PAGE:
By Simon Clark and Joshua Robinson 

JPMorgan Chase & Co. made a rare public apology, saying its role providing the financial backing for a new European soccer league was a misjudgment.

The breakaway Super League aimed to reshape the European soccer landscape but collapsed this week as six of the proposed circuit's 12 elite clubs pulled out following ferocious outcry from fans, rival clubs, players, U.K. Prime Minister Boris Johnson and Prince William, the president of England's Football Association.

JPMorgan pledged around $4 billion of financing to get the new Super League off the ground. It worked with the 12 clubs, including Manchester United, Barcelona and Juventus, as well as a Madrid-based firm called Key Capital Partners, which has a long-running relationship with Real Madrid President Florentino Perez's international construction company.

"We clearly misjudged how this deal would be viewed by the wider football community and how it might impact them in the future," a spokesman for the bank said. "We will learn from this."

The widespread criticism of the elite sports project that JPMorgan backed jars with the stated goal of Jamie Dimon, the bank's chief executive, to work closely with the communities where it operates. Mr. Dimon wrote to shareholders earlier this month that "businesses must earn the trust of their customers and communities by acting ethically and morally."

JPMorgan and the Super League had planned to issue what they called "infrastructure loans," secured against future television rights payments, of around $350 million to each participating club. The money was to be spent on improving stadiums and training facilities or plugging holes in their finances caused by the pandemic.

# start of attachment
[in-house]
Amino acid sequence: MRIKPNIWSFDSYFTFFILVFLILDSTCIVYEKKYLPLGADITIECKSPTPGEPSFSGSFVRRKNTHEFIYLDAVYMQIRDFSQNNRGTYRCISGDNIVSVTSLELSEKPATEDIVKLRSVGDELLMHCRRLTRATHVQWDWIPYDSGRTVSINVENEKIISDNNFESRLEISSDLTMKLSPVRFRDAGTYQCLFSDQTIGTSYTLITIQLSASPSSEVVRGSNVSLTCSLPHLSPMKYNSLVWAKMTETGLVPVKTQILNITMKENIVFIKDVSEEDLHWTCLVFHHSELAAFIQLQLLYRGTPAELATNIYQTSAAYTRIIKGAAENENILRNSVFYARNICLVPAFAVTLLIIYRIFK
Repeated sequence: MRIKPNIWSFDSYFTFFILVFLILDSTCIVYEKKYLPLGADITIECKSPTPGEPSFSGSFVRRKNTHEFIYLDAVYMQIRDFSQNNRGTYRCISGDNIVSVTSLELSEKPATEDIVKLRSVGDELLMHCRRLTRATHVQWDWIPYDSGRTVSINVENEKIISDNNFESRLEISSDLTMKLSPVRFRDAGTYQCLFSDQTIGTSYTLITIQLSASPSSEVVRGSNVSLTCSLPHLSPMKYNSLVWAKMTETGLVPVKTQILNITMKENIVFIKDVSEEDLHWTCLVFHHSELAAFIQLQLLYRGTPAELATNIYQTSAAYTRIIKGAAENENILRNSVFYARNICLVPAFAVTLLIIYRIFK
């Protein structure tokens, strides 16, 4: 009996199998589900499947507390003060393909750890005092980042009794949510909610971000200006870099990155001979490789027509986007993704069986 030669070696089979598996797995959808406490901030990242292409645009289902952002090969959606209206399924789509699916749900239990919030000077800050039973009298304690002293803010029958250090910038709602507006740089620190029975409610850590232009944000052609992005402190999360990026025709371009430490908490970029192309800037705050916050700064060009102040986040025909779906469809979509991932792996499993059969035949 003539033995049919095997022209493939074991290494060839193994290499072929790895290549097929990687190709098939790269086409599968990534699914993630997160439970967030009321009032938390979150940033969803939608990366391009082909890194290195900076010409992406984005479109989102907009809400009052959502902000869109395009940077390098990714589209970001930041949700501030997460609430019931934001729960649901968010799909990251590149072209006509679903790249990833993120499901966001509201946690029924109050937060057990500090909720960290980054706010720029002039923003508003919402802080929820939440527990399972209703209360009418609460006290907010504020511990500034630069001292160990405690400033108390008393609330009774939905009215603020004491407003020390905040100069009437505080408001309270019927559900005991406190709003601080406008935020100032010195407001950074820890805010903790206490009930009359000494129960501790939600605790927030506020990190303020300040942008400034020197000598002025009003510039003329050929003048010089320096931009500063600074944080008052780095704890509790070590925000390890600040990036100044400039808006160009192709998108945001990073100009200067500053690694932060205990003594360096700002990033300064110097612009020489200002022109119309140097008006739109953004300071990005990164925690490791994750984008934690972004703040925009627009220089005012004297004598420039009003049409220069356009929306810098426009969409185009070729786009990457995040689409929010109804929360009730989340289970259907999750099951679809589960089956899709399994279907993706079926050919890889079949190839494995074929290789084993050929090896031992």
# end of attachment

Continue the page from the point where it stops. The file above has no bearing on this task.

The failed project to reshape the soccer landscape was one of the most ambitious in the sport's recent memory. The 12 founding clubs -- six from England, three from Spain, and three from Italy -- had aimed to create an alternative to the lucrative continentwide Champions League tournament, which has been run by UEFA, soccer's European governing body, since its inception. Teams currently reach the Champions League each year based on their performance in their domestic leagues. The 12 founders would have been permanent members of the new competition that didn't need to requalify season after season.

The Champions League rakes in more than $3 billion a year in television and commercial payments and airs in nearly 200 countries around the world. But the Super League clubs felt that the existing setup produced too few marquee matchups and not enough guaranteed games.

The project collapsed on Tuesday evening after the six English Premier League clubs pulled out.

"As a result of listening to you and the wider football community over recent days we are withdrawing from the proposed Super League," Arsenal, one of the 12 clubs, said in a statement. "We made a mistake, and we apologize for it."

 

(END) Dow Jones Newswires

April 23, 2021 07:09 ET (11:09 GMT)

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